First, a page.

Figure 1.

Frequency of bowel symptoms reported by the patients under treatment with a PPI. The frequency of symptoms reported by 1,708 patients is shown.

Figure 2.

Frequency of bowel symptoms according to their appearance before or after treatment commencement with a PPI. All abdominal symptoms presented more frequently before PPI use, but only bloating and abdominal pain reached statistical significance.

Figure 3.

Frequency of bowel habit alterations according to their appearance before or after beginning treatment with a PPI. Symptoms related to constipation (hard stools and frequent constipation) were significantly more frequent before treatment commencement with a PPI, and symptoms associated with diarrhea (soft stools, increased stool frequency, frequent diarrhea, and mucus in the stools) were more frequent after treatment commencement.

Irritable bowel syndrome

Of the 1,708 patients with abdominal/intestinal symptoms, 1,249 (67.5%) met the Rome III criteria for IBS. In order of frequency, the IBS subtypes were distributed into IBS with diarrhea (IBS-D): 43%, unsubtyped IBS (IBS-U): 33%, IBS with constipation (IBS-C): 21%, and mixed-type IBS (IBS-M): 3%. In general, IBS was more frequent in women than in men (69.0 vs 64.6%, p = 0.038), but IBS-D specifically predominated in the male sex (47.8 vs 37.8%, p = 0.033). IBS symptoms were present before treatment with PPIs in 52.4% and after treatment commencement in 47.6% (p < 0.005). There were no differences in the frequency of IBS subtypes, regardless of beginning before or after treatment commencement with PPIs.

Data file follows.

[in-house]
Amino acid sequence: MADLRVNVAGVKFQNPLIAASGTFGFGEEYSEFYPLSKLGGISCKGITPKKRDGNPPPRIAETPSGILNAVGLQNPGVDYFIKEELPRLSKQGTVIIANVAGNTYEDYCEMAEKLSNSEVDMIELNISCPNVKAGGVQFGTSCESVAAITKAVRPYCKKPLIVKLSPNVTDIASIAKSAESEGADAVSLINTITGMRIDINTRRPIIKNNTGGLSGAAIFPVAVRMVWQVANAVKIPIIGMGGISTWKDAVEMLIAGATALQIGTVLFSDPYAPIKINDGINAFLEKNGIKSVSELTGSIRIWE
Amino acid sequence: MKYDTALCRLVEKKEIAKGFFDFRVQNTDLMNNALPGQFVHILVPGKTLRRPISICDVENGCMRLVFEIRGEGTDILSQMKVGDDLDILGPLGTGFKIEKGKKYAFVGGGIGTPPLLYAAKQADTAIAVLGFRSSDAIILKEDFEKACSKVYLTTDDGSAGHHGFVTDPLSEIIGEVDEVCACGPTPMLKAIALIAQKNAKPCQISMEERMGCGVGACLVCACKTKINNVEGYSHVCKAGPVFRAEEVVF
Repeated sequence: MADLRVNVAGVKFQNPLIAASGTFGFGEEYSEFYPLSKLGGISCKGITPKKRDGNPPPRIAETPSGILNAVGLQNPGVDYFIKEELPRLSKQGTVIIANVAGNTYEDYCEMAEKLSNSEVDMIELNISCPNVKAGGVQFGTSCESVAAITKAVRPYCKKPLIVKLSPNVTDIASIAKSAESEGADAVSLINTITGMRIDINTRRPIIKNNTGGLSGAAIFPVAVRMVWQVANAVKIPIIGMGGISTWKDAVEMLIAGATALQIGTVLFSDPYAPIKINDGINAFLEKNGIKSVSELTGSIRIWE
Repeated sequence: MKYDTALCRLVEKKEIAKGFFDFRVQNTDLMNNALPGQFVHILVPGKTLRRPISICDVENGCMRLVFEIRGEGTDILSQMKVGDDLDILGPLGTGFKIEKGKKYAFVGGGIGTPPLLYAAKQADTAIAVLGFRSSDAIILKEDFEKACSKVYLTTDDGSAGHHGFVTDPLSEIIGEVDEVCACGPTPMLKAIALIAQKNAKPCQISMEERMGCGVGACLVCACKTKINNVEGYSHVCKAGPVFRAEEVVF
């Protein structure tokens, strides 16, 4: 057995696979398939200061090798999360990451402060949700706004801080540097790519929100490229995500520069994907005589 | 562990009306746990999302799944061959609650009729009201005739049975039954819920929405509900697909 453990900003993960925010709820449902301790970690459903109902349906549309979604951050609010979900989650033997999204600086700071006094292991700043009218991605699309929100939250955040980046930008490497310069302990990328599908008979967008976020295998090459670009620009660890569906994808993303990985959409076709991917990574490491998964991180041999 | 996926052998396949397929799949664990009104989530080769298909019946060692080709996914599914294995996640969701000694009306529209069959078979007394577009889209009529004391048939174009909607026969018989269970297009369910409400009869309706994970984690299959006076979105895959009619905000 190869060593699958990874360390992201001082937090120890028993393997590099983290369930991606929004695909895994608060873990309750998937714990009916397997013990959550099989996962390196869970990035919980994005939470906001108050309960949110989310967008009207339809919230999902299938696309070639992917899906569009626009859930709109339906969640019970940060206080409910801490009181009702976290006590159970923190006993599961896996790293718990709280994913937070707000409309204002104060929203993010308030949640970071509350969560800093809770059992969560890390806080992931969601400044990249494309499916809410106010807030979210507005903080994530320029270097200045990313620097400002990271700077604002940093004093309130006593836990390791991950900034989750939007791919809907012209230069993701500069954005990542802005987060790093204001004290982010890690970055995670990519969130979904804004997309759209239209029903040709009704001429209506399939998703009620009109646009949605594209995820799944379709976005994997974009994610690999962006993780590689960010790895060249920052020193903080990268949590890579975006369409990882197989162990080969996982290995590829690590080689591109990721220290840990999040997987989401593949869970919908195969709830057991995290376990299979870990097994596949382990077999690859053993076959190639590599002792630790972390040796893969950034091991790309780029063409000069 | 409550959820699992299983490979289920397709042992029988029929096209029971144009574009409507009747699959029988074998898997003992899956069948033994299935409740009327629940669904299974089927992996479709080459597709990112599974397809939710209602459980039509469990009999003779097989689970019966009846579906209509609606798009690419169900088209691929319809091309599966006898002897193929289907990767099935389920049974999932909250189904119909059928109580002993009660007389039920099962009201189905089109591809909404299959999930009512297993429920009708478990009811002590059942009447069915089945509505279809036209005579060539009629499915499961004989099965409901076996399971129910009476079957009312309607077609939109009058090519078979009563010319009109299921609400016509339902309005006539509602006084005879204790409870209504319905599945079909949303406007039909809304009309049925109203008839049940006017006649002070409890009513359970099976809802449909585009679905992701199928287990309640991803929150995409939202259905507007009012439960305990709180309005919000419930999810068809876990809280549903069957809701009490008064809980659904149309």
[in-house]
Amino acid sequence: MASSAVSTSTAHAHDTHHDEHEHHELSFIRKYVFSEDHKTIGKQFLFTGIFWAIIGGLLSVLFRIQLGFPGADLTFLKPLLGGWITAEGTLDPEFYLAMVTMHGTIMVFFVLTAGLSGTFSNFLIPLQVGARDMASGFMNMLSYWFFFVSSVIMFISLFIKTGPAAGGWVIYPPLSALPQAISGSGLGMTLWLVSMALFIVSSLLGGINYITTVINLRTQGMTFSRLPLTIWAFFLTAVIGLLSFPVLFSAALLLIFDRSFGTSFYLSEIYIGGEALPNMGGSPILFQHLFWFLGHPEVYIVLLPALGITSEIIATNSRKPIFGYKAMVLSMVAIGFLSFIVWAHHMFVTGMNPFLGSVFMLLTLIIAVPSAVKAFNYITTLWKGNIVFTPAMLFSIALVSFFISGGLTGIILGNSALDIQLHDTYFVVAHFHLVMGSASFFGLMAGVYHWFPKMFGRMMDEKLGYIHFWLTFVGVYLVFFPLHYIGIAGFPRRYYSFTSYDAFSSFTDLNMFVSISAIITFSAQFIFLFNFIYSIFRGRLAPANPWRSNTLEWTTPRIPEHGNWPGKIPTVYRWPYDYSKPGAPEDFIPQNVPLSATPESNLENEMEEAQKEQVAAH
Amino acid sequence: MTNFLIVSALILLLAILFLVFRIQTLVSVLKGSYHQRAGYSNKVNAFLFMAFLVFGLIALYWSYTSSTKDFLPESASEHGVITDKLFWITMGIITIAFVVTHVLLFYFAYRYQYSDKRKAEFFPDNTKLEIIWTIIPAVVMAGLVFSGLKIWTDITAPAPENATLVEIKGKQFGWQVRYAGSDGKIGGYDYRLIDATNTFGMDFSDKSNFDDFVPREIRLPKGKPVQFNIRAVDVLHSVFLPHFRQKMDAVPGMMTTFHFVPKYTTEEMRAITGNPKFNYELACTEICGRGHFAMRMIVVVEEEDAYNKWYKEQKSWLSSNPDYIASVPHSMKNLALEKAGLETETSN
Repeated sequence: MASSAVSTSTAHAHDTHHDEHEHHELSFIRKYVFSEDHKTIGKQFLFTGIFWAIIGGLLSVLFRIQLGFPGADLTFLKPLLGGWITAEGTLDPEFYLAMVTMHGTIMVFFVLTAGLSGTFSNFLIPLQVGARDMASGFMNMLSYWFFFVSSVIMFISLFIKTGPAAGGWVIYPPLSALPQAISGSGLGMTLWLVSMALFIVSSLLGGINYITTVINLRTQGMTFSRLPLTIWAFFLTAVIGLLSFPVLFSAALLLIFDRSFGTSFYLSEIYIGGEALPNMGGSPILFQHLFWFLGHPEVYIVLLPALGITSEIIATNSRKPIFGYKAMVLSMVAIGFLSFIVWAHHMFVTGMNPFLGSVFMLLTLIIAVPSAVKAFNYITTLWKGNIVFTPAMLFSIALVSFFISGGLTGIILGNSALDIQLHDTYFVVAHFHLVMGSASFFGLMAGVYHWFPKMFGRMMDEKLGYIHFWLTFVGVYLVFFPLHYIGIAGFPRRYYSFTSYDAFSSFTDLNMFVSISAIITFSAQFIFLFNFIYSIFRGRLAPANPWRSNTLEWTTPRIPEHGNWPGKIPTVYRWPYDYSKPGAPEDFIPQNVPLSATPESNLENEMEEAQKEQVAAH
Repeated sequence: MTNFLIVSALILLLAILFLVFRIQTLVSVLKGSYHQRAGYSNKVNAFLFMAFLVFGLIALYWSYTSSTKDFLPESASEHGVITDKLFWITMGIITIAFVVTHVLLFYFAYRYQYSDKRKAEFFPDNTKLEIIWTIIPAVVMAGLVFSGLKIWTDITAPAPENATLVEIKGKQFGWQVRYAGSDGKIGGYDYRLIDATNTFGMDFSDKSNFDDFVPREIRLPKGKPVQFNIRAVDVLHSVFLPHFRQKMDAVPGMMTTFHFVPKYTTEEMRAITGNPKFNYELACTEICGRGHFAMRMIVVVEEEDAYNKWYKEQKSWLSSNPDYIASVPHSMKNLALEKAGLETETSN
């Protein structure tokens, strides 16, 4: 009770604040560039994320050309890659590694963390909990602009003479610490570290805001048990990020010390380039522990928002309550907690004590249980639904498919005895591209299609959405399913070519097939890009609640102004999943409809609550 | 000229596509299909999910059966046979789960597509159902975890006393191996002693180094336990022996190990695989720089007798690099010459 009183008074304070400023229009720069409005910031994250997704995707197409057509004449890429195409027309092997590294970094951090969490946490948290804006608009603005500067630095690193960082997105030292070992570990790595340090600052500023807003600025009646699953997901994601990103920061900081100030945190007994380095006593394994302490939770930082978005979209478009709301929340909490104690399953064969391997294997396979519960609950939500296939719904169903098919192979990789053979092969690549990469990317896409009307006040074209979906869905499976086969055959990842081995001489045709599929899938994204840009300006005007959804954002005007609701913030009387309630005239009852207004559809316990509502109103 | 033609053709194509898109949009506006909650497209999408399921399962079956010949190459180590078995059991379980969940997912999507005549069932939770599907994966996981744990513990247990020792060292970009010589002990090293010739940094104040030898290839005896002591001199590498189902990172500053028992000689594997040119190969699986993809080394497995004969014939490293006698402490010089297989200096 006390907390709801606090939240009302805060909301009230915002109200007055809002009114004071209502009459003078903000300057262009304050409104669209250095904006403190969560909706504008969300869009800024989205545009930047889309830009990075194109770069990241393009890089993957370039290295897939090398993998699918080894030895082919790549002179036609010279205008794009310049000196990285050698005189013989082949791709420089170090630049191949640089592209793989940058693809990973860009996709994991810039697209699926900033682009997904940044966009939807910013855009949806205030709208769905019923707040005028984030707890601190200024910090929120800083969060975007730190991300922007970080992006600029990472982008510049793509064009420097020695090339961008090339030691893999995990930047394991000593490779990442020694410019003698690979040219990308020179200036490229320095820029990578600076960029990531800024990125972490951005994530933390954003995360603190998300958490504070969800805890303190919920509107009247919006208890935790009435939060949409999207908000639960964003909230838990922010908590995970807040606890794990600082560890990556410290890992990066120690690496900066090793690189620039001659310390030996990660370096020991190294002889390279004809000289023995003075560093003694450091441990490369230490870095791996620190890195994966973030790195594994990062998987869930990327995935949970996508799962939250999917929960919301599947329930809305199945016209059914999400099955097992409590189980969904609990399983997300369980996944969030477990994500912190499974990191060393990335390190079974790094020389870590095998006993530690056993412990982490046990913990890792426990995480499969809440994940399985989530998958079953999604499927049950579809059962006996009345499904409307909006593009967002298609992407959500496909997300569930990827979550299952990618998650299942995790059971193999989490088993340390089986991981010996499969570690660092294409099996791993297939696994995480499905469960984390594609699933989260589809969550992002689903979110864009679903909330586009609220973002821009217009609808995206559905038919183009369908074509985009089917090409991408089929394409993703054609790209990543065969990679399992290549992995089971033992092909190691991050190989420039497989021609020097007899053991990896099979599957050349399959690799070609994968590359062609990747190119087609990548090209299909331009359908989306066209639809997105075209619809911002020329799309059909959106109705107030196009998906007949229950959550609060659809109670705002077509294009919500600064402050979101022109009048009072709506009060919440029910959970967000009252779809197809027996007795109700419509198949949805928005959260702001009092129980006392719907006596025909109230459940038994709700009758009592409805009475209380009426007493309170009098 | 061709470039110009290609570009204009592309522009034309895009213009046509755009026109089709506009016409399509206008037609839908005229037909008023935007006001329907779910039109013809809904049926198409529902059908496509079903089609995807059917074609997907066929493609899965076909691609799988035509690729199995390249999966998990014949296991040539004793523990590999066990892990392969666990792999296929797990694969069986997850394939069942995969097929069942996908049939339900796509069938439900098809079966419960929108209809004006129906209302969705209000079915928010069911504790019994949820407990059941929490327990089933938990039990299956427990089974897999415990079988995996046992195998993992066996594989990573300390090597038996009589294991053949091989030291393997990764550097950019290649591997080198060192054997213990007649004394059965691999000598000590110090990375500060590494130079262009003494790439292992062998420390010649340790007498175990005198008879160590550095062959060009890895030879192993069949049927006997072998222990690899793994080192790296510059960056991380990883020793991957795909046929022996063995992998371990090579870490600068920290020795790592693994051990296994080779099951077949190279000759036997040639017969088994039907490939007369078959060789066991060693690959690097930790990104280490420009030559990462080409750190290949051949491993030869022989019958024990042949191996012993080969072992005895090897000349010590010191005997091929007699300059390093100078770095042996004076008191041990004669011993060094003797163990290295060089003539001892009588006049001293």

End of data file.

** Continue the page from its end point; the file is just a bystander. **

Bowel symptoms according to the proton pump inhibitor used and therapeutic conduct

There was not much difference in the presence or absence of bowel symptoms in relation to the PPI used, with the exception of a lower frequency of symptoms with dexlansoprazole (78.5%), compared with the other PPIs evaluated (p < 0.05) (Table 1). In relation to the therapeutic conduct employed by the physicians to manage the bowel symptoms, 61% continued PPI use, 22% suspended PPI use, and conduct was unreported in 17%. In addition, the treatments utilized by the physicians for symptom management were antispasmodics (in 941 patients), antibiotics (in 524), prokinetics (in 439), antiflatulents (in 381), and others (in 31). It should be noted that physicians indicated more than one treatment simultaneously (combinations) in 35.6% of the patients. Fifty-five to 72% of the patients reported satisfactory response to treatments and 21 to 35% reported partial response. The patients that received antibiotics (rifaximin in 82.8% of the cases) more frequently reported satisfactory response (72%) and less frequently reported partial response (21%), compared with the other treatments (p < 0.0001) (fig. 4).